Will We Ever See a New Land Rover Defender?

The fox-hunter’s dray of choice hits a (another) major setback.

byJonathon Ramsey| PUBLISHED Feb 17, 2016 7:19 PM
Will We Ever See a New Land Rover Defender?

Bad news for those seeking a motorized equivalent of a Hunter Balmoral Wellington or Barbour waxed jacket: Autocar reports the next-generation Land Rover Defender is delayed again, and likely won’t appear in dealerships before 2019. It seems the holdup this time is nailing down its design and where it’s going to be built.

We’re told that Land Rover chief designer Jerry McGovern “knows what the new Defender will look like,” and that it won’t look like the DC100 concept from 2011, which was pooh-poohed at auto shows the world over. We also expect an entire model range built using the same aluminum skin and PLA platform from Range Rover siblings, with independent suspension all around, and two wheelbases not far off the 90- and 110-inch variants of the recently departed model. Beyond those assumptions lies the unknown.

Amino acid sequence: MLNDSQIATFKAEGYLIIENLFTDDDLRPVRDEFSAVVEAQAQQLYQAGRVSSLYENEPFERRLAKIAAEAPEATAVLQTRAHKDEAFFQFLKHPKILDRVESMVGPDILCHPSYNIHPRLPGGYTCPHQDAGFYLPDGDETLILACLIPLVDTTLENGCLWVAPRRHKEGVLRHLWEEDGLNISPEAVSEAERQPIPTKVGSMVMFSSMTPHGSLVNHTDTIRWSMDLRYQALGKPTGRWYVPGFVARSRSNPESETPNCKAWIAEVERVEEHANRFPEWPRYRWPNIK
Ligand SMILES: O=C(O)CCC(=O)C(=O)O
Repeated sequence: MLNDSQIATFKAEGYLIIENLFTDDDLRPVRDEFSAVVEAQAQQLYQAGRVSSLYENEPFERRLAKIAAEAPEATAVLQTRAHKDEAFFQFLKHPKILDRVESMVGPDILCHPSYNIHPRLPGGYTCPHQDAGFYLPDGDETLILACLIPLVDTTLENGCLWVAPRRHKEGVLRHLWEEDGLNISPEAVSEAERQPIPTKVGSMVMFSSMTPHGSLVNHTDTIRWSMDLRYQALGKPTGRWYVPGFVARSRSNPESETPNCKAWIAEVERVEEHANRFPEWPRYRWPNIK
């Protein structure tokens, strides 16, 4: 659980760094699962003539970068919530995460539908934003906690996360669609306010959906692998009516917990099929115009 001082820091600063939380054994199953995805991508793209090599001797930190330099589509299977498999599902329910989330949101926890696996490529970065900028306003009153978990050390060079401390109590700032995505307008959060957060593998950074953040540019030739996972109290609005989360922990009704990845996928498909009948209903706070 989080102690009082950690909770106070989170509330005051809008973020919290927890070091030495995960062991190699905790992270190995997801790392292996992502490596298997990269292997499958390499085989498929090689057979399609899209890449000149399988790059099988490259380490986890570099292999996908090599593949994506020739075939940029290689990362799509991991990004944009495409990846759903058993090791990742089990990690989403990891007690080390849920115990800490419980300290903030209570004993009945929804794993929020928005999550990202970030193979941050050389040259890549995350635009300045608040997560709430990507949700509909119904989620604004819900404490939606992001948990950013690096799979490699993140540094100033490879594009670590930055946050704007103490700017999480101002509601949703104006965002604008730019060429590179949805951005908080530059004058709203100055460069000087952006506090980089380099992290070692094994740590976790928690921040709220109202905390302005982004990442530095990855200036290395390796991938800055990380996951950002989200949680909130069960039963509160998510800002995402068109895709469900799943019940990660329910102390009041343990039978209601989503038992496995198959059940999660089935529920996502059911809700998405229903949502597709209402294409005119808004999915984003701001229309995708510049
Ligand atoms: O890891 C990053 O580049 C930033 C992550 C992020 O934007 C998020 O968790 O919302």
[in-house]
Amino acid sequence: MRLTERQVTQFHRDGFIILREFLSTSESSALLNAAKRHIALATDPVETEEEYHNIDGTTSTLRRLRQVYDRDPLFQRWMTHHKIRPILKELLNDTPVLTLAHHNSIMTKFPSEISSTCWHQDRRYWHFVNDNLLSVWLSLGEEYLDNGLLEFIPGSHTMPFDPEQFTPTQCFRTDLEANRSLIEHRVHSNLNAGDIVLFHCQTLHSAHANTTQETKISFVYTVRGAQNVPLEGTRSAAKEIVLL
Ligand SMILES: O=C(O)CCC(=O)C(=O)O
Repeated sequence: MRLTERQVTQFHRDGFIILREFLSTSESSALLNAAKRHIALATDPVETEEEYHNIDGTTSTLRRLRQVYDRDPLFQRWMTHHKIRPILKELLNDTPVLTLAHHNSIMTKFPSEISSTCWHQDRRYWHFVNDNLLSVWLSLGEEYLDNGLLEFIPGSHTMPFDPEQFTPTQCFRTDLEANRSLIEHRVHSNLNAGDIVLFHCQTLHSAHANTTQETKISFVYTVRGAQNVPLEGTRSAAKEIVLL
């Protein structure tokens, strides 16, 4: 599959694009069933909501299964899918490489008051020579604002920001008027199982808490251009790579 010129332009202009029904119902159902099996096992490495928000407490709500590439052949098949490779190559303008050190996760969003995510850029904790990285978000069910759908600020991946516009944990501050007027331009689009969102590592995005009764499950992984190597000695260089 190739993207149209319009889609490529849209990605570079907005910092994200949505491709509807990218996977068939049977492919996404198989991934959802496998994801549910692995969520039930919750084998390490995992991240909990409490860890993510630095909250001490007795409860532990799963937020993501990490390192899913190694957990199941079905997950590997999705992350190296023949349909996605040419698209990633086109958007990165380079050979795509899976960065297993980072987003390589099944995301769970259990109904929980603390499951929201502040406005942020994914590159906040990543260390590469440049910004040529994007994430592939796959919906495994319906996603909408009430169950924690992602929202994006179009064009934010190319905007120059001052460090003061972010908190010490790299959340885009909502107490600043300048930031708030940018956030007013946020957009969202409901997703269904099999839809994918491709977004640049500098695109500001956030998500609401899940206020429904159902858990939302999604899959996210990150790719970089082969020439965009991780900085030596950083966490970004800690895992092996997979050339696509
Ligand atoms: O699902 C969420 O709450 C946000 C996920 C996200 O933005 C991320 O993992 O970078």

Delays are almost the only news we get about the Defender, which has already lived a thousand (theoretical) lives. Back in 2012, Land Rover was gunning for the Toyota HiLux, a quest for huge sales from something that’d be “functional, durable and affordable” even in sub-Saharan Africa. Within a year, the affordable Defender idea had been rubbished, the original 2015 target launch pushed back. The final design had supposedly been cemented circa 2014, presumably still in line with the composition McGovern had called, “the absolute dogs bollocks!” Which is a good thing. Or it would be, if we ever got it.

Now, the business case for a new Defender centers around a “modern and simple” vehicle that sells 50,000 units per year, at least 2.5 times what the now-dead model was doing. The demand for a reasonable price is another complication; at one time production was planned in India, with its low cost base; now Jaguar Land Rover’s new factory in Slovakia is a candidate, though there are factions that prefer to keep the Britain’s 4x4 icon built in Britain.

The conundrum is that execs “know life would be easier without either the Defender or the need to provide a replacement.” Yet the Defender remains the spiritual heart of the brand and part of what helps other Land Rovers sell as well as they do. We hope we see another before that heart gives up and gives out.